In the current recession, women were overrepresented in fields that were more likely to be impacted by the pandemic.

In the current recession, women were overrepresented in fields that were more likely to be impacted by the pandemic.

As the coronavirus dragged into the fall with no sign of letting up, it became clear just how big of an economic toll the current recession was taking on women. Last September, 865,000 women dropped out of the workforce. That’s compared to 216,000 men.

The reasons are varied according to economists: women tend to work in industries harder hit by social distancing. And with many schools and day cares shuttered, or partially open, the task of caring for kids and managing remote learning fell disproportionately to moms.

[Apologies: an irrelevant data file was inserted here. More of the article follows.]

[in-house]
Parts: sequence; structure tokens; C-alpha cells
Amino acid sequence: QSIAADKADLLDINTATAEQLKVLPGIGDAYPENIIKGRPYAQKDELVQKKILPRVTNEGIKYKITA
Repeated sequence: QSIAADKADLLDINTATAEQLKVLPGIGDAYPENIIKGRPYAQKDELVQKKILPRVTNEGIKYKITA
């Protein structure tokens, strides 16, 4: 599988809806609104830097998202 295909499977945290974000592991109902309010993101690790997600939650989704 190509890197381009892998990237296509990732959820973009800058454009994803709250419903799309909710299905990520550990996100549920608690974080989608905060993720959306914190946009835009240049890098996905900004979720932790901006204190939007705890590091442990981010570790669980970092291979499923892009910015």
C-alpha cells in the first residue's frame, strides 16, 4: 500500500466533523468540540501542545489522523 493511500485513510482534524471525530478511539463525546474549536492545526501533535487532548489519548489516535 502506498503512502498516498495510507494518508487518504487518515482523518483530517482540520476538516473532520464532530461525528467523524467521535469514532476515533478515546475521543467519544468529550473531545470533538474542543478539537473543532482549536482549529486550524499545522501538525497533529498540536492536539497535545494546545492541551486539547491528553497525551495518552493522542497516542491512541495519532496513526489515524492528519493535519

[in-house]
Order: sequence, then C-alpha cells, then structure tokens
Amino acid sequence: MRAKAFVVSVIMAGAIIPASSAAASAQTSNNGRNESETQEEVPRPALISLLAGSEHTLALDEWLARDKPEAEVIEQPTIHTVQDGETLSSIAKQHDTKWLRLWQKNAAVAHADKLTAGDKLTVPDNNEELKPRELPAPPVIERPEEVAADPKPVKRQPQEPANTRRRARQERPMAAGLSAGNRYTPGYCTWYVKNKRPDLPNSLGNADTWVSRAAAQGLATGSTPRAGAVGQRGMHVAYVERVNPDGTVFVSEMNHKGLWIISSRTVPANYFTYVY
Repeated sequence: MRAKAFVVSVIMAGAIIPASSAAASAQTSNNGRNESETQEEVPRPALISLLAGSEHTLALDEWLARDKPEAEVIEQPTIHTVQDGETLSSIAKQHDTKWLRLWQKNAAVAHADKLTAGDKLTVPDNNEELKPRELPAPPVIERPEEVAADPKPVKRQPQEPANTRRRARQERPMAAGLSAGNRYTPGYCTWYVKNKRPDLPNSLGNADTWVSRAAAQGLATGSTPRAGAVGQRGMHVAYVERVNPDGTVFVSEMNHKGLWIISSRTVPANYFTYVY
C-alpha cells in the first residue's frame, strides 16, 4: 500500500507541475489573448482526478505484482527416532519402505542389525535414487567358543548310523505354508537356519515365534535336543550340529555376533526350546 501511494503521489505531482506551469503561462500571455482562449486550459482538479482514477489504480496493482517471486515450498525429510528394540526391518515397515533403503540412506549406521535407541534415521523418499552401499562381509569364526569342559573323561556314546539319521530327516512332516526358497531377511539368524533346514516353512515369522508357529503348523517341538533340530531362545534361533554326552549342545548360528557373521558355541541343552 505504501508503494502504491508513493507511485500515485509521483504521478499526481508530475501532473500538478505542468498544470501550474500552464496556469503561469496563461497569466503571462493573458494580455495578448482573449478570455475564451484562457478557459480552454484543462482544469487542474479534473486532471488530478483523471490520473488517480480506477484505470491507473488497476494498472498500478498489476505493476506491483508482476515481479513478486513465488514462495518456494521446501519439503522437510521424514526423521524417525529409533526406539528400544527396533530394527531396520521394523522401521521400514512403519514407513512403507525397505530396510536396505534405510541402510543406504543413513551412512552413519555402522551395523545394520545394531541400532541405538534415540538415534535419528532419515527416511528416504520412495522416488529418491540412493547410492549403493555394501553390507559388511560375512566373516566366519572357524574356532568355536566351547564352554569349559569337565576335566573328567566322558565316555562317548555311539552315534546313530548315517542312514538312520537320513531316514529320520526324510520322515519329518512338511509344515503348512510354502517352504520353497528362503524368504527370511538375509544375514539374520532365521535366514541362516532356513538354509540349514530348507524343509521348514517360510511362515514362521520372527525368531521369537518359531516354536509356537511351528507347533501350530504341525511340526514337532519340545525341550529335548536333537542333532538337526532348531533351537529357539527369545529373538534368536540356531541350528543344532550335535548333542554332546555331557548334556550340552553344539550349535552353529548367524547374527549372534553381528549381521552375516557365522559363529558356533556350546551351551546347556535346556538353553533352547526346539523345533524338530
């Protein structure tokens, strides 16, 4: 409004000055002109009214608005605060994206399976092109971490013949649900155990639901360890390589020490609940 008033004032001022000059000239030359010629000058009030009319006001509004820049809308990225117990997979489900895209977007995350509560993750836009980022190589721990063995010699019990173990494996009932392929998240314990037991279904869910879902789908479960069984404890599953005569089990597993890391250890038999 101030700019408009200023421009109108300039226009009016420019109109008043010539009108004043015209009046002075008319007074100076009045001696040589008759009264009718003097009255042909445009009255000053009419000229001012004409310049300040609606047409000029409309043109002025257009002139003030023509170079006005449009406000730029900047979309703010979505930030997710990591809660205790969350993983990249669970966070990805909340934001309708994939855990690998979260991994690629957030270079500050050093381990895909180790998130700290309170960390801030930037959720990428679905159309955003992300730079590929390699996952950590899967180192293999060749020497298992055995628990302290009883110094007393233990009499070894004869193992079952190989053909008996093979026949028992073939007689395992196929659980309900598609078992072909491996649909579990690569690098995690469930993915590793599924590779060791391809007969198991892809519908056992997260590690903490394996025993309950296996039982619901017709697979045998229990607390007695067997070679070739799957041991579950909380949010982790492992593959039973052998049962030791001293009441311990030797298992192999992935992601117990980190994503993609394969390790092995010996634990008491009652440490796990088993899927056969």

It’s an issue Brigid Schulte has explored for years. She is the director of The Better Life Lab, the work-family justice program at New America, a nonpartisan think tank. She is also the author of “Overwhelmed: Work, Love & Play when No One has the Time.”

Guests

  • Brigid Schulte Director of the Better Life Lab program and The Good Life Initiative at New America; author, "Overwhelmed: Work, Love and Play When No One Has the Time"

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